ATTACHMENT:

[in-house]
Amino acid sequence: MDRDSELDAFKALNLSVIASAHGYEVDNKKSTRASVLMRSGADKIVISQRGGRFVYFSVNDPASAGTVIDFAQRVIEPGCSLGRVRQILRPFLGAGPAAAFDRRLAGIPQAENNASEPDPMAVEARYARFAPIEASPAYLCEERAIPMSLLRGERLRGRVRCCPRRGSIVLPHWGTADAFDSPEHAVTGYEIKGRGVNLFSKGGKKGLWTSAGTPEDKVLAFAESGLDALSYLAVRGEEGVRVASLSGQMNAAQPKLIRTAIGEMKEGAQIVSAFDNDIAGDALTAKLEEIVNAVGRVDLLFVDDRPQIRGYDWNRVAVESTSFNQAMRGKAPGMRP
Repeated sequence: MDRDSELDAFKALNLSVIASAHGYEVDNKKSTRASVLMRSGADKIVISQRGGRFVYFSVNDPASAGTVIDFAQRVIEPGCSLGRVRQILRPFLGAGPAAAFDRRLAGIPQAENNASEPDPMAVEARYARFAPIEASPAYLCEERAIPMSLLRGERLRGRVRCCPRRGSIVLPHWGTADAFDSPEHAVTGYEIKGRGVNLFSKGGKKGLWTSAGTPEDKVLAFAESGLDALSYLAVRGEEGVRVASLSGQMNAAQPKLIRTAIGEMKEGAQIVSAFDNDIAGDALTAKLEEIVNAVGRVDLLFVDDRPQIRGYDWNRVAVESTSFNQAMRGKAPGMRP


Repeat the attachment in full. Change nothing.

[in-house]
Amino acid sequence: MDRDSELDAFKALNLSVIASAHGYEVDNKKSTRASVLMRSGADKIVISQRGGRFVYFSVNDPASAGTVIDFAQRVIEPGCSLGRVRQILRPFLGAGPAAAFDRRLAGIPQAENNASEPDPMAVEARYARFAPIEASPAYLCEERAIPMSLLRGERLRGRVRCCPRRGSIVLPHWGTADAFDSPEHAVTGYEIKGRGVNLFSKGGKKGLWTSAGTPEDKVLAFAESGLDALSYLAVRGEEGVRVASLSGQMNAAQPKLIRTAIGEMKEGAQIVSAFDNDIAGDALTAKLEEIVNAVGRVDLLFVDDRPQIRGYDWNRVAVESTSFNQAMRGKAPGMRP
Repeated sequence: MDRDSELDAFKALNLSVIASAHGYEVDNKKSTRASVLMRSGADKIVISQRGGRFVYFSVNDPASAGTVIDFAQRVIEPGCSLGRVRQILRPFLGAGPAAAFDRRLAGIPQAENNASEPDPMAVEARYARFAPIEASPAYLCEERAIPMSLLRGERLRGRVRCCPRRGSIVLPHWGTADAFDSPEHAVTGYEIKGRGVNLFSKGGKKGLWTSAGTPEDKVLAFAESGLDALSYLAVRGEEGVRVASLSGQMNAAQPKLIRTAIGEMKEGAQIVSAFDNDIAGDALTAKLEEIVNAVGRVDLLFVDDRPQIRGYDWNRVAVESTSFNQAMRGKAPGMRP